Edward X. Young, Bethany Taylor, Kachina Dechert, Colleen Cohan
One of things I love about indie horror films is their unwillingness to play by the rules. This is a bizarre mishmash containing elements from urban vigilante pic, drug deal gone wrong films and cannibalism movies, with a large dose of gratitude due to M.R. James's classic story The Monkey's Paw. All that's missing are some musical numbers. Even so, it's exactly the kind of insane nonsense from which any Hollywood studio would run screaming. Which, of course, makes it perfect for indie film-makers from Massachusetts, who don't know the meaning of fear. Or common sense. Probably a bit of both, really. Gerald (Young) and Molly (Cohan) run a convenience store, but are fed up of the local trash: they're always finding dead babies and hookers in their dumpster. They start using the raw materials provided for a line of fast-food, chocolates and beauty products - which attract a certain section of local teens, that in turn can be "re-cycled". With the local police not apparently over-concerned, it's up to the local kids, led by Leah (Taylor), to find out why their friends are obsessed with confectionery, and vanishing.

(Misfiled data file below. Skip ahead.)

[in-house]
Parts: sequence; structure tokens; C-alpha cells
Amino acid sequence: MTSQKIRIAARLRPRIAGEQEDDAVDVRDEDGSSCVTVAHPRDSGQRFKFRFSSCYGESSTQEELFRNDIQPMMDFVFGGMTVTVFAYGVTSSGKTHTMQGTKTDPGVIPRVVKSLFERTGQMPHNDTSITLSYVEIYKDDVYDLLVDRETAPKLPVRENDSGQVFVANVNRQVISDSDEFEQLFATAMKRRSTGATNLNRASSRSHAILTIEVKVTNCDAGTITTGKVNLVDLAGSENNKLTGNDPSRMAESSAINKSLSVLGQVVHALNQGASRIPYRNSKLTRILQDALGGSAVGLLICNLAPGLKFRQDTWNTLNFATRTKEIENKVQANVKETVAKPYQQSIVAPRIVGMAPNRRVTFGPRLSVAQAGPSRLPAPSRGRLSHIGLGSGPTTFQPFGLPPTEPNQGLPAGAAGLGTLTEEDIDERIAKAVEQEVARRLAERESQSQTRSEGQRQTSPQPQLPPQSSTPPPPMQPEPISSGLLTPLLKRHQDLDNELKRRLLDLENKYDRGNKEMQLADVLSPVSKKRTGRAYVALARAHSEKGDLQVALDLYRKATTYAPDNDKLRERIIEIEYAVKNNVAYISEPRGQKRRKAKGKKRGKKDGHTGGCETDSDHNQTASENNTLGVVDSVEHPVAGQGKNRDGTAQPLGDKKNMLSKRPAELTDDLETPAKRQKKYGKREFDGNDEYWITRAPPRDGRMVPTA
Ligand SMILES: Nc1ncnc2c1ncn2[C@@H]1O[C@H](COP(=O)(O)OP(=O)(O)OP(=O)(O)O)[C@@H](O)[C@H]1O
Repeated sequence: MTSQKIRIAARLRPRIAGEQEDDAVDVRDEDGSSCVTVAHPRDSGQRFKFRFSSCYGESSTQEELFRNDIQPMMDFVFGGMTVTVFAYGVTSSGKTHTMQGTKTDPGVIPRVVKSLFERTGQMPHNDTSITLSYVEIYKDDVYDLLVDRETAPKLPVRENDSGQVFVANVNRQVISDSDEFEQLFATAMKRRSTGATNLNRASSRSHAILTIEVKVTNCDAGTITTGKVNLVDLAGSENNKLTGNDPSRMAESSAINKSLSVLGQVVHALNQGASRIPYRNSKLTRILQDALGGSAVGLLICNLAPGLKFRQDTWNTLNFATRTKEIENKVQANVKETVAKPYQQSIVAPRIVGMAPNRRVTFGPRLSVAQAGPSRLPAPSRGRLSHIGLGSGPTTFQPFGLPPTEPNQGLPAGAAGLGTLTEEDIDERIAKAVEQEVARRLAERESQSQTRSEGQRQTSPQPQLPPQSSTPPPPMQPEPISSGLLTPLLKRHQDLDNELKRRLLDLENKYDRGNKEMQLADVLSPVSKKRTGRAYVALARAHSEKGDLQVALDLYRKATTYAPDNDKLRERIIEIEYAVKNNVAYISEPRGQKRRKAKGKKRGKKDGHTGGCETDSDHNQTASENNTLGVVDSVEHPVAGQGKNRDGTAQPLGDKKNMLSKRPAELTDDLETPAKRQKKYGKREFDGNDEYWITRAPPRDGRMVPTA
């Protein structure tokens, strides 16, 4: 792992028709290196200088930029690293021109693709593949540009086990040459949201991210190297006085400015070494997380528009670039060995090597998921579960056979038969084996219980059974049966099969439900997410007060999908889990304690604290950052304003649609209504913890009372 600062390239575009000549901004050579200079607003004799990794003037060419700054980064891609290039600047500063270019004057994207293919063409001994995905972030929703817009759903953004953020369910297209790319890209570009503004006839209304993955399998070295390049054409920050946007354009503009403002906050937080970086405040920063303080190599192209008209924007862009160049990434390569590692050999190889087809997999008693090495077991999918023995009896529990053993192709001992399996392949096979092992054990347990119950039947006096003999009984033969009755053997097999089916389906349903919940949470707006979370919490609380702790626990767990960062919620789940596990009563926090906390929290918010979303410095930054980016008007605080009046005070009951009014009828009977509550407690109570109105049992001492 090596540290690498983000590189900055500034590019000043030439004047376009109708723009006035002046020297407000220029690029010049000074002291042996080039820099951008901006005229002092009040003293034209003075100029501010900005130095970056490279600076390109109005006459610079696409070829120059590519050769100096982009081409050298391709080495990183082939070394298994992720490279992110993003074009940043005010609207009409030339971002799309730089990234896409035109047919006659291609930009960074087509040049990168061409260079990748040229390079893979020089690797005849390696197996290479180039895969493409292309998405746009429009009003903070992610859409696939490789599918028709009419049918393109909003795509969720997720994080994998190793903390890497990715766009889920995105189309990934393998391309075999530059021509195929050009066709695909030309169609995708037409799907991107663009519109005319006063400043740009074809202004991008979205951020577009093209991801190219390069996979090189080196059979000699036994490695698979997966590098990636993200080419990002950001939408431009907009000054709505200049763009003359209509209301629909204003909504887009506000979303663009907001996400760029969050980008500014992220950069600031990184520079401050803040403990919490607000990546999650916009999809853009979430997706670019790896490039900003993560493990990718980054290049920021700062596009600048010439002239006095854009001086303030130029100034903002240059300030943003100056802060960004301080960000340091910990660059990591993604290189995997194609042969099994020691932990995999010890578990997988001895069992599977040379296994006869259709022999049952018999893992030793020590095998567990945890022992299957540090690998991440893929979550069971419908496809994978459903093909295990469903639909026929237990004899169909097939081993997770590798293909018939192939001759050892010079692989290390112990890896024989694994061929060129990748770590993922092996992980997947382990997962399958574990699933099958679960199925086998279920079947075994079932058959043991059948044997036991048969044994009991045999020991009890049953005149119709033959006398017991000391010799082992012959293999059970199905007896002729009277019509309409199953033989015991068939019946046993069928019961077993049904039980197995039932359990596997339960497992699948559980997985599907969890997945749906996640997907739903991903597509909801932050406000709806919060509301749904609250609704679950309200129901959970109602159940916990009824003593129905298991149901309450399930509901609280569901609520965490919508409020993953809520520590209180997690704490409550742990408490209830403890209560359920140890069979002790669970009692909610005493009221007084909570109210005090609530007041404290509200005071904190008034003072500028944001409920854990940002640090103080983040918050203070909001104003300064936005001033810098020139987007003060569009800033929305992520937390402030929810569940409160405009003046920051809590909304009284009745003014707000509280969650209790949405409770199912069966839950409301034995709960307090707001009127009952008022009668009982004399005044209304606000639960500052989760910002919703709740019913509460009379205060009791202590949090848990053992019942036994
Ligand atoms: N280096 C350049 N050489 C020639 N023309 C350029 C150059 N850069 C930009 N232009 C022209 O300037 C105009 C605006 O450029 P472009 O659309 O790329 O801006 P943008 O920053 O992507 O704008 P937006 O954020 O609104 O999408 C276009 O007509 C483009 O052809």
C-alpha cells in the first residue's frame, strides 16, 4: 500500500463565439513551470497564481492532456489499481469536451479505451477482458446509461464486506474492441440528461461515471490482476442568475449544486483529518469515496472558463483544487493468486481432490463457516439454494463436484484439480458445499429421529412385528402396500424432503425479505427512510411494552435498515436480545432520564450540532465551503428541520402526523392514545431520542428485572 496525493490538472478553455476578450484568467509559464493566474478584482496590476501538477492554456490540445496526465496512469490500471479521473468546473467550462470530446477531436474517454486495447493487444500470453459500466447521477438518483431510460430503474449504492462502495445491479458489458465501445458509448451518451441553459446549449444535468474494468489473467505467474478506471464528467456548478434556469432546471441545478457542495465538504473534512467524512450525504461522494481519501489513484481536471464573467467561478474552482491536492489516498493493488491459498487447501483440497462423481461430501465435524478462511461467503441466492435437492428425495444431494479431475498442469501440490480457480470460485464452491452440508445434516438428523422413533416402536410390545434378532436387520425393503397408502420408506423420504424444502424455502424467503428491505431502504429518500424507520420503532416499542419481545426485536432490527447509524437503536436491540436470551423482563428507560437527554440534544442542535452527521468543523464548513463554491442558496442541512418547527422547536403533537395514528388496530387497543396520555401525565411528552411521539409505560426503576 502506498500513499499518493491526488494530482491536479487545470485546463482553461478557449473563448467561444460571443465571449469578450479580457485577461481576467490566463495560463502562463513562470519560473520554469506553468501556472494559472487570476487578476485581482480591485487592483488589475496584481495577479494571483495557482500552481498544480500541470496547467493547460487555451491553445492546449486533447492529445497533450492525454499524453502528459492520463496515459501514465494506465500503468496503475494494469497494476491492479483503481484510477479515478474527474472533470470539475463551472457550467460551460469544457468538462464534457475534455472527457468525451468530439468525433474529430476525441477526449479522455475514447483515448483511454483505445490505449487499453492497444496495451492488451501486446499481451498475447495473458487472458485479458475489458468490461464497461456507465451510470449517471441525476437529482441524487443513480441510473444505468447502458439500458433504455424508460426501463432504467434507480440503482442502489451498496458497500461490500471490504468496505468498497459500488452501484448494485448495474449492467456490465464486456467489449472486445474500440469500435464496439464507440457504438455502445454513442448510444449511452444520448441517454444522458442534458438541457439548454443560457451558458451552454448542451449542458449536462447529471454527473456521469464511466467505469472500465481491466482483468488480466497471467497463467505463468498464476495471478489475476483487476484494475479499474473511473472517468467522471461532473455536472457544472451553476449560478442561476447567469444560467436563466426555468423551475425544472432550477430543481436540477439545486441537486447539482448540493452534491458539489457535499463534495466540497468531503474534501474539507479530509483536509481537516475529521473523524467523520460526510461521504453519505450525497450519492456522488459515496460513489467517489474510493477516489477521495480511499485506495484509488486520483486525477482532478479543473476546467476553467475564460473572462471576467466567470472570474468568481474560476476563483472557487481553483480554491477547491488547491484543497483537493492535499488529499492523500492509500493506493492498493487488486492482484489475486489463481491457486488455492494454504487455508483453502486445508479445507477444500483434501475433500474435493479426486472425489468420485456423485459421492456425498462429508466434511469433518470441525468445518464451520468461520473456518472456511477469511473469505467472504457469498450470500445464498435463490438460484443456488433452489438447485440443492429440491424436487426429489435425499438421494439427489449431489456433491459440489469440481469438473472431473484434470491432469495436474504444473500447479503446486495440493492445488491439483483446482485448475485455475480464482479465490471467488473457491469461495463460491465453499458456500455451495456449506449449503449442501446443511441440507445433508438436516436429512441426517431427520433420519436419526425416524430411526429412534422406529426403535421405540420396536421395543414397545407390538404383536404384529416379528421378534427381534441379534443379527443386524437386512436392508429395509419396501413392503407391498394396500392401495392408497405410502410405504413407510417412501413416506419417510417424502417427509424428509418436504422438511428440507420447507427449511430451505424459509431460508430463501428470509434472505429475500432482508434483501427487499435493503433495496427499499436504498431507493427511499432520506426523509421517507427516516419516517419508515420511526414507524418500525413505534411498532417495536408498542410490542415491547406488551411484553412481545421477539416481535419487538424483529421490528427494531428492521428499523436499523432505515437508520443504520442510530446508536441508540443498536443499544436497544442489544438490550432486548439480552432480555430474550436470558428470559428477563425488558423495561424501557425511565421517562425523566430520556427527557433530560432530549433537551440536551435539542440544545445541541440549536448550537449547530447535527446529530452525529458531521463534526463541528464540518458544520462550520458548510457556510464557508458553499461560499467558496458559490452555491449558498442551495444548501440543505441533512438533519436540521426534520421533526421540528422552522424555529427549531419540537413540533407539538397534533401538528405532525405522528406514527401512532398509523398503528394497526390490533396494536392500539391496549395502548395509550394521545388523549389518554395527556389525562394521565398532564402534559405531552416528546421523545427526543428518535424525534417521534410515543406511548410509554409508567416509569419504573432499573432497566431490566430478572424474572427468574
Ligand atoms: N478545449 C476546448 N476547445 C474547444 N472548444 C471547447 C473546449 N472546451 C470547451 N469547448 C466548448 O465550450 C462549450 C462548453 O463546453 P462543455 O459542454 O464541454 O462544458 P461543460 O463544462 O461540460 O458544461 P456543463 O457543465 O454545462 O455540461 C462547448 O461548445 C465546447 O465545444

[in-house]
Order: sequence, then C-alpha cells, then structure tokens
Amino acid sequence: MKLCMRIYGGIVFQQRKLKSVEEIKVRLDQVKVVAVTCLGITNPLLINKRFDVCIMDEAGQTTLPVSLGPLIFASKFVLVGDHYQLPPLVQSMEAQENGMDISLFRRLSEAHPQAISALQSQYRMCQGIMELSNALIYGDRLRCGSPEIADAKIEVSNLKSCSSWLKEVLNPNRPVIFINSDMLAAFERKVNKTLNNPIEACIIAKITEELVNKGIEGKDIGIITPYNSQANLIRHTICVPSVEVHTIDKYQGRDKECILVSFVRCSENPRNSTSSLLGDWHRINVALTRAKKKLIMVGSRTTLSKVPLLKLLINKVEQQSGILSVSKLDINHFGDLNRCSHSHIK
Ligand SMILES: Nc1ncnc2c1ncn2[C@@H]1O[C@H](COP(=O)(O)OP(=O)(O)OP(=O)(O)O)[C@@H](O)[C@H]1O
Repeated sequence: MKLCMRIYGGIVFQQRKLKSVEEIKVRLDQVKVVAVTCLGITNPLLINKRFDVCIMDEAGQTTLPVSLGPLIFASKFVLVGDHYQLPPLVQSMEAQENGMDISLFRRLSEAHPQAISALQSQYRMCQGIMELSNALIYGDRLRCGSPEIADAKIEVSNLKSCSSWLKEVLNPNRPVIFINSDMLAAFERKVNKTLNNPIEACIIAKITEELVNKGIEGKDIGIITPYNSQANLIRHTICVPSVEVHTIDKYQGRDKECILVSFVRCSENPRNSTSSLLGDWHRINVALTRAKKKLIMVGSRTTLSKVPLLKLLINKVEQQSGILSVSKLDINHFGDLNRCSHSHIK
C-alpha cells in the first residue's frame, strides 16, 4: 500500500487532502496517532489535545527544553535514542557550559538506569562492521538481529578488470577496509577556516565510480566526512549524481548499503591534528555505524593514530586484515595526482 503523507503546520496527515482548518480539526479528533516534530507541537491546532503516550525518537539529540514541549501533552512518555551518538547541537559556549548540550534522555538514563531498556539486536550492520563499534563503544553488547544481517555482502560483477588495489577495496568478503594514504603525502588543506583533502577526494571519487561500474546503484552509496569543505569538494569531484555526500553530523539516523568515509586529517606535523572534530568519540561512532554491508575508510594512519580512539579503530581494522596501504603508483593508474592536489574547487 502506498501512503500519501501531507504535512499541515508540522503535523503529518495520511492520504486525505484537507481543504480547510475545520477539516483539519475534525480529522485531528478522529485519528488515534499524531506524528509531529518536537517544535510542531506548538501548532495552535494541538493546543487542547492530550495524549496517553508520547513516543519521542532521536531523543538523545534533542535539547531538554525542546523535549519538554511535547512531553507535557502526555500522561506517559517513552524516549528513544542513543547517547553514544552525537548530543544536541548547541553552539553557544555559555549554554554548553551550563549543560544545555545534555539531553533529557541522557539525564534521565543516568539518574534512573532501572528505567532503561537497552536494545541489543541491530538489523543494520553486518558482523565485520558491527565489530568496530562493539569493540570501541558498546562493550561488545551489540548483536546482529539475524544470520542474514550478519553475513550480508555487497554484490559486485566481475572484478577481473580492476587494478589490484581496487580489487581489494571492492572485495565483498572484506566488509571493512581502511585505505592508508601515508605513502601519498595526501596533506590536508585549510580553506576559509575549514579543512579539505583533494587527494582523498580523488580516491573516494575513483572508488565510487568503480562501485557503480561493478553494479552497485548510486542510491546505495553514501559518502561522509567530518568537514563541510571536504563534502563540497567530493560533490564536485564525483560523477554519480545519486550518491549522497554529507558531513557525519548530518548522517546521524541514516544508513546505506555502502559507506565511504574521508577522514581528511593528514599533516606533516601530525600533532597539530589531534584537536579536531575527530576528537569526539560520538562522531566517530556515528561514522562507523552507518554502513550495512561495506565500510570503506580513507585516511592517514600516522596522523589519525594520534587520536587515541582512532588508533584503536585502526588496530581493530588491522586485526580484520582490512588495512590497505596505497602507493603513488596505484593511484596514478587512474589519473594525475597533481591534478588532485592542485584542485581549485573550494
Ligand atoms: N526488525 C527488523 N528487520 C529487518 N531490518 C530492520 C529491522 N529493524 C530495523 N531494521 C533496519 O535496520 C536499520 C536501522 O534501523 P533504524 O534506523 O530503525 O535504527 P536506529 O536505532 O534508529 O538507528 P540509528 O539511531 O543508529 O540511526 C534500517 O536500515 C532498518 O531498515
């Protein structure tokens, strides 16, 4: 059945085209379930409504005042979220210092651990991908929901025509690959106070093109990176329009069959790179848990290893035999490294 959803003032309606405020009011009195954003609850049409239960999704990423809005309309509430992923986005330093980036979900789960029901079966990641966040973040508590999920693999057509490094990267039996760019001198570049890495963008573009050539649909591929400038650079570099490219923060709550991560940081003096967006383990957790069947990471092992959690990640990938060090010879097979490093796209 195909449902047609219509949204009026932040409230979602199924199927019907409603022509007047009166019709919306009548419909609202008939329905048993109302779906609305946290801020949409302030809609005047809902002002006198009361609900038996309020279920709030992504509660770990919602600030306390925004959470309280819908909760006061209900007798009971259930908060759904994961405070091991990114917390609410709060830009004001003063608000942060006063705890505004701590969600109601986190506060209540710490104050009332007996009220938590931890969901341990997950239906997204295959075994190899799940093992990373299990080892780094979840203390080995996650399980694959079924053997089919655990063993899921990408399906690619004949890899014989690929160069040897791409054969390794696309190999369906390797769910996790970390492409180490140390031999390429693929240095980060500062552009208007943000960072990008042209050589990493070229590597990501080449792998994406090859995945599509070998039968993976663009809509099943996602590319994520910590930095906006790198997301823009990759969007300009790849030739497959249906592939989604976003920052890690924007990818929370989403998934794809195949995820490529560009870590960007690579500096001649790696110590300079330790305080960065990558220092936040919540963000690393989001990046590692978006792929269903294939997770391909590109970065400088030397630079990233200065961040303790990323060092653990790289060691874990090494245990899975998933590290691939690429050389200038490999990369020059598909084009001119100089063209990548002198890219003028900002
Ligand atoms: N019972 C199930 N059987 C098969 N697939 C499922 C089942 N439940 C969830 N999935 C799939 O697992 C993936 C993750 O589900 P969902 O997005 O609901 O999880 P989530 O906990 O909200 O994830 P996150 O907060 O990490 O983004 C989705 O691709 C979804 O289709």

The obvious touchstone is Motel Hell, with its goofy combination of horror and straight-faced black humour, and it's most effective when hitting the mark. Young and Cohan are thoroughly convincing in their roles, and almost all their scenes are highly entertaining, while Taylor is not your conventional horror heroine, shall we say. Kudos to the makers for that, though one wonders why she's getting to hang out with the popular girls, and there's an odd shift in focus away from her in the final reel, that doesn't work. The gore effects are a mixed bag; while there is some quite effective digital work, some of the physical effects - particularly the pointy object ones - are weak, and stay on screen so long, their deficiencies become glaringly obvious. Hey, for a $6,000 budget, what do you want? Enough targets are hit for this to be an entertaining effort, and the next time I go into a convenience store, I know I'll certainly be a little more nervous. Especially about trying the burgers.